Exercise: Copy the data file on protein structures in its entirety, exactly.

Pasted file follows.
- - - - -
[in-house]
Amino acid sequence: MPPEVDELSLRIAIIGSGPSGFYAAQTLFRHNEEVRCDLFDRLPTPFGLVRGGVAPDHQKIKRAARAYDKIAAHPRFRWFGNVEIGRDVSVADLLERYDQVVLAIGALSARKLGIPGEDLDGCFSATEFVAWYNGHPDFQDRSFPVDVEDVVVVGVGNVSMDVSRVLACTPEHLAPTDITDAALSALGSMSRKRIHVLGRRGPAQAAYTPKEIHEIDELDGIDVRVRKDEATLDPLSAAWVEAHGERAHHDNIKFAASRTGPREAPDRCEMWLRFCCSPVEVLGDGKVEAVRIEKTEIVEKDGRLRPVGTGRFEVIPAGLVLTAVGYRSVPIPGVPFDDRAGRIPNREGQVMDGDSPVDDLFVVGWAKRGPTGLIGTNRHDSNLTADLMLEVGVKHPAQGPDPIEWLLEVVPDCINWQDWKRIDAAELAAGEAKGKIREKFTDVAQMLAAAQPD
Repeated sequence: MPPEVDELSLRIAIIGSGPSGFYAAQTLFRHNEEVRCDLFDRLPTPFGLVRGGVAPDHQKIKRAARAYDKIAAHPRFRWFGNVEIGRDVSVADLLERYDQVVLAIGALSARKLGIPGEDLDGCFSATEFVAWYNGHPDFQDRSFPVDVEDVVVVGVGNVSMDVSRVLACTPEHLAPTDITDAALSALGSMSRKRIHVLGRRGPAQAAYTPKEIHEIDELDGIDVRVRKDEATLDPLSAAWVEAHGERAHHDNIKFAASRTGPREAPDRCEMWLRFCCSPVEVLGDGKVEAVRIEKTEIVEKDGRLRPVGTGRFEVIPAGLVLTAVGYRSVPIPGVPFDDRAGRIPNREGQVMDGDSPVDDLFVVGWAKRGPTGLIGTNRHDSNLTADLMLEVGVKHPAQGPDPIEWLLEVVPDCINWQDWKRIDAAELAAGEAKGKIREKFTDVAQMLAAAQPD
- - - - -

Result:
[in-house]
Amino acid sequence: MPPEVDELSLRIAIIGSGPSGFYAAQTLFRHNEEVRCDLFDRLPTPFGLVRGGVAPDHQKIKRAARAYDKIAAHPRFRWFGNVEIGRDVSVADLLERYDQVVLAIGALSARKLGIPGEDLDGCFSATEFVAWYNGHPDFQDRSFPVDVEDVVVVGVGNVSMDVSRVLACTPEHLAPTDITDAALSALGSMSRKRIHVLGRRGPAQAAYTPKEIHEIDELDGIDVRVRKDEATLDPLSAAWVEAHGERAHHDNIKFAASRTGPREAPDRCEMWLRFCCSPVEVLGDGKVEAVRIEKTEIVEKDGRLRPVGTGRFEVIPAGLVLTAVGYRSVPIPGVPFDDRAGRIPNREGQVMDGDSPVDDLFVVGWAKRGPTGLIGTNRHDSNLTADLMLEVGVKHPAQGPDPIEWLLEVVPDCINWQDWKRIDAAELAAGEAKGKIREKFTDVAQMLAAAQPD
Repeated sequence: MPPEVDELSLRIAIIGSGPSGFYAAQTLFRHNEEVRCDLFDRLPTPFGLVRGGVAPDHQKIKRAARAYDKIAAHPRFRWFGNVEIGRDVSVADLLERYDQVVLAIGALSARKLGIPGEDLDGCFSATEFVAWYNGHPDFQDRSFPVDVEDVVVVGVGNVSMDVSRVLACTPEHLAPTDITDAALSALGSMSRKRIHVLGRRGPAQAAYTPKEIHEIDELDGIDVRVRKDEATLDPLSAAWVEAHGERAHHDNIKFAASRTGPREAPDRCEMWLRFCCSPVEVLGDGKVEAVRIEKTEIVEKDGRLRPVGTGRFEVIPAGLVLTAVGYRSVPIPGVPFDDRAGRIPNREGQVMDGDSPVDDLFVVGWAKRGPTGLIGTNRHDSNLTADLMLEVGVKHPAQGPDPIEWLLEVVPDCINWQDWKRIDAAELAAGEAKGKIREKFTDVAQMLAAAQPD